Piglet quality is getting more attention due to the continuous improvement in litter sizes. But, starting measuring piglets intensively after birth might not be the best solution for piglet quality improvement. Birth weight of piglets, determined during gestation, is of tremendous importance for piglet survival and early development. Influencing this, therefore should be a prerequisite to effectively improve piglet quality.
Piglets can be weighed and monitored routinely after birth. But the interaction between sow and piglet starts in gestation. Important traits like birth weights, early piglet survival, and piglet immunity get determined before farrowing and the largest influences might be in early gestation. Continuous monitoring of sow feed intake and weights in gestation has become a regular practice in the last decade. Group-housed sows required new technologies to provide individual attention to each of them. Irregularities and trends in feed intake get known in much more detail for specific feeds, regions, and genetics. It is a natural development that the industry starts now utilising these information sources to track the uterine and foetal development of litters. With increased prolificacy across merely all genetics, the attention for piglet quality remains a point of attention. Piglet mortality is varying between breeds, but rates of 20% pre-weaning mortality are no exception. Tackling mortality and balancing this with litter size has been challenging. Tendencies in litter size and mortality demonstrate that there is a need to improve this balance.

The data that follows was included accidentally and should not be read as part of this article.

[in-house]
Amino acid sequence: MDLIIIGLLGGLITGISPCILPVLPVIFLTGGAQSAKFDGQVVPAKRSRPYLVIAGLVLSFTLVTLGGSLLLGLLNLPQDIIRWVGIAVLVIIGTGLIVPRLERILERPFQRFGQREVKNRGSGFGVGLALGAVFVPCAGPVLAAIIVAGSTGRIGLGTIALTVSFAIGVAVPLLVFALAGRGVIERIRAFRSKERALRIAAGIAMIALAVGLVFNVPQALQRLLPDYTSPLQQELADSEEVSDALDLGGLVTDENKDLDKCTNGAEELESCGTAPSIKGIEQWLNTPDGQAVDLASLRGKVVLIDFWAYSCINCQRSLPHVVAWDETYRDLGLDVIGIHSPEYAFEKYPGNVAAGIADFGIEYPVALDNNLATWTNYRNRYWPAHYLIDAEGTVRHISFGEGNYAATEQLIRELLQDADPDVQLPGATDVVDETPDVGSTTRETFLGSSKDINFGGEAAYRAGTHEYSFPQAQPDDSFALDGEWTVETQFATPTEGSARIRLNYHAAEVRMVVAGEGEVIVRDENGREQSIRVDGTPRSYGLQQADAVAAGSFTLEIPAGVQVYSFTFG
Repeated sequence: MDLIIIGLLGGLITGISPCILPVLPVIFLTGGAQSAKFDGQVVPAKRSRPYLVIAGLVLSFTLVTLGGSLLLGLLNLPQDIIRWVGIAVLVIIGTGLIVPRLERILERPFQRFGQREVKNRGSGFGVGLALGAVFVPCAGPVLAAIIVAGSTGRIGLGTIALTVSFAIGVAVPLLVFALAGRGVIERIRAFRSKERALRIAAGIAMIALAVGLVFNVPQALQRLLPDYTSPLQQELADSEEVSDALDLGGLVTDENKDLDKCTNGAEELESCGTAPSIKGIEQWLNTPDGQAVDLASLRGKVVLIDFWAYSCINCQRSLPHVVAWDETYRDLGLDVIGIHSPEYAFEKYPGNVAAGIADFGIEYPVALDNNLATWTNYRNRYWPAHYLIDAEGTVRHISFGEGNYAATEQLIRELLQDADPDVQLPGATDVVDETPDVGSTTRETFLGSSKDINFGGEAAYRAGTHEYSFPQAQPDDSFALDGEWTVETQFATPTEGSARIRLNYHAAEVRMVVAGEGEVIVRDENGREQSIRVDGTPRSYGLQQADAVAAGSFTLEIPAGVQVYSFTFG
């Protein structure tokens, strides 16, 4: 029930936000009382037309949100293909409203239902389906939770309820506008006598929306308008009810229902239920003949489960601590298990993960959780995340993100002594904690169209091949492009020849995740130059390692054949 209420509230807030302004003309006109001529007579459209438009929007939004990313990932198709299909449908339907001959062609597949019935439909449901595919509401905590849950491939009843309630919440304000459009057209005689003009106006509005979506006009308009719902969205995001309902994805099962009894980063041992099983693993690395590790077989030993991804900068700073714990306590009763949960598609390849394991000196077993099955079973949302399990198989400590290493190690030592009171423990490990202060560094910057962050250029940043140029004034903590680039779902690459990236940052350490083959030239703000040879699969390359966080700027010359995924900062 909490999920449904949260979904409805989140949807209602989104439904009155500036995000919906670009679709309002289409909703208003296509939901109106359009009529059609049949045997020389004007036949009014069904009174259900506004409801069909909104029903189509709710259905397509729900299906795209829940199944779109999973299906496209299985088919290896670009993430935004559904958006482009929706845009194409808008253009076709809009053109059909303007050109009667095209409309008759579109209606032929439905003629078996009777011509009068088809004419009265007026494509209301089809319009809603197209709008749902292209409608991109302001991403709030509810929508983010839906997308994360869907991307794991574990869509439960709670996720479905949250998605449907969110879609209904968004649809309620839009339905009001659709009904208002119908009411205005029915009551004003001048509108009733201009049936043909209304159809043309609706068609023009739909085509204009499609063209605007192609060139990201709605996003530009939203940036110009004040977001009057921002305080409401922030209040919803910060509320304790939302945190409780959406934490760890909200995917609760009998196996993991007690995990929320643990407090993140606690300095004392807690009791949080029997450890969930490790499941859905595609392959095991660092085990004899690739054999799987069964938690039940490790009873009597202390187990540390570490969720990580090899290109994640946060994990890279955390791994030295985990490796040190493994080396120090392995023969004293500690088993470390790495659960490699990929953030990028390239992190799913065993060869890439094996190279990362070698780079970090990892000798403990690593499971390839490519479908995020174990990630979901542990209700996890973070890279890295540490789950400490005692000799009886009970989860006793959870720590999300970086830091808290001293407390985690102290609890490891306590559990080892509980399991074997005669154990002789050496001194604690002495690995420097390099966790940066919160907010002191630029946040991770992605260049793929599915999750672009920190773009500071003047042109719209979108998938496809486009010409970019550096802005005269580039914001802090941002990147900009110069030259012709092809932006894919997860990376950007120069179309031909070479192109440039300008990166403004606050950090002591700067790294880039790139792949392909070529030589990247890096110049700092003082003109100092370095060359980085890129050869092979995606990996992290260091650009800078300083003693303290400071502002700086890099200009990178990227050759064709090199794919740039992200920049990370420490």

The ideal future sow would combine low maintenance with excellent milk production. Photo: Hans Prinsen
Reaching genetic limitations
Breeding goals remain a continuous discussion point. Short term economics might reward additional piglets, but lower piglet weights and decreased vitality require a careful determining of the desired genetic improvements. Does litter size reach a biological limit? Probably not. What will be the most limiting traits for modern pig farming? The starting point of a newborn piglet gets more and more important; vitality, birth weight, early growth, day 1-5 survival, etc. New traits that are linked to intrauterine development might be the way to start steering piglet development at an earlier phase.